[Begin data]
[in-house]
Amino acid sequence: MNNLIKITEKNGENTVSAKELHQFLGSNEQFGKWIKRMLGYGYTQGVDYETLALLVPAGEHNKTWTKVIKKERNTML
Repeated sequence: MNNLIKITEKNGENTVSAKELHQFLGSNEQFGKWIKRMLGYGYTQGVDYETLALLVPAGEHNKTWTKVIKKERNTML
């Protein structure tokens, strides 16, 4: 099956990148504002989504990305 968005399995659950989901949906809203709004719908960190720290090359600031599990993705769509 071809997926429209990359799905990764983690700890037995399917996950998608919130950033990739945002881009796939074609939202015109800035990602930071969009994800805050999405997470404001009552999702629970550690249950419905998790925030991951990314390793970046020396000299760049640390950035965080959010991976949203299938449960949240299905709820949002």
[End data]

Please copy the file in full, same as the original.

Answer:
[in-house]
Amino acid sequence: MNNLIKITEKNGENTVSAKELHQFLGSNEQFGKWIKRMLGYGYTQGVDYETLALLVPAGEHNKTWTKVIKKERNTML
Repeated sequence: MNNLIKITEKNGENTVSAKELHQFLGSNEQFGKWIKRMLGYGYTQGVDYETLALLVPAGEHNKTWTKVIKKERNTML
């Protein structure tokens, strides 16, 4: 099956990148504002989504990305 968005399995659950989901949906809203709004719908960190720290090359600031599990993705769509 071809997926429209990359799905990764983690700890037995399917996950998608919130950033990739945002881009796939074609939202015109800035990602930071969009994800805050999405997470404001009552999702629970550690249950419905998790925030991951990314390793970046020396000299760049640390950035965080959010991976949203299938449960949240299905709820949002």